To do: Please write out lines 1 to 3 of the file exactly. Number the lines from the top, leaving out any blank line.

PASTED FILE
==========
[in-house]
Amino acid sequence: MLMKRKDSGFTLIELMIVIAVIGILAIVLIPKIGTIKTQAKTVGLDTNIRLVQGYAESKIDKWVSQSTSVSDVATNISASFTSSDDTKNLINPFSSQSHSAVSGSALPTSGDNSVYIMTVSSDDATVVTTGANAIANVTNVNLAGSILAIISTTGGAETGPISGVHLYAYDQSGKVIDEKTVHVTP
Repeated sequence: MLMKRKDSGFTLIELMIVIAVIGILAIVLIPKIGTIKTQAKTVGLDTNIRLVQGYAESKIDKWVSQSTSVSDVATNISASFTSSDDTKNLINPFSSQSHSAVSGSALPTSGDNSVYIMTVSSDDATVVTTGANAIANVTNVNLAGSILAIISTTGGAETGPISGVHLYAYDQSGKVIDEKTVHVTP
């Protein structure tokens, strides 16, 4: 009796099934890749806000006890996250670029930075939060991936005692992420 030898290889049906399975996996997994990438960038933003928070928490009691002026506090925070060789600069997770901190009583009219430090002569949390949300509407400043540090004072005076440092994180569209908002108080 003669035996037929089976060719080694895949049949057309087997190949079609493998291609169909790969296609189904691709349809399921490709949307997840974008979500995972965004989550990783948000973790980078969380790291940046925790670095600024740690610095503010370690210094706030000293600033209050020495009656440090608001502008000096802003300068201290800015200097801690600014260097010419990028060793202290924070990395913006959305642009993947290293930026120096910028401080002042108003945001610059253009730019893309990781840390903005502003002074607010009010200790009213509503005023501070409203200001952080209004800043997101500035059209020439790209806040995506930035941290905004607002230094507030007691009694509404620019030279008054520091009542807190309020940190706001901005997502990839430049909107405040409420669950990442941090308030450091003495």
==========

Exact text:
[in-house]
Amino acid sequence: MLMKRKDSGFTLIELMIVIAVIGILAIVLIPKIGTIKTQAKTVGLDTNIRLVQGYAESKIDKWVSQSTSVSDVATNISASFTSSDDTKNLINPFSSQSHSAVSGSALPTSGDNSVYIMTVSSDDATVVTTGANAIANVTNVNLAGSILAIISTTGGAETGPISGVHLYAYDQSGKVIDEKTVHVTP
Repeated sequence: MLMKRKDSGFTLIELMIVIAVIGILAIVLIPKIGTIKTQAKTVGLDTNIRLVQGYAESKIDKWVSQSTSVSDVATNISASFTSSDDTKNLINPFSSQSHSAVSGSALPTSGDNSVYIMTVSSDDATVVTTGANAIANVTNVNLAGSILAIISTTGGAETGPISGVHLYAYDQSGKVIDEKTVHVTP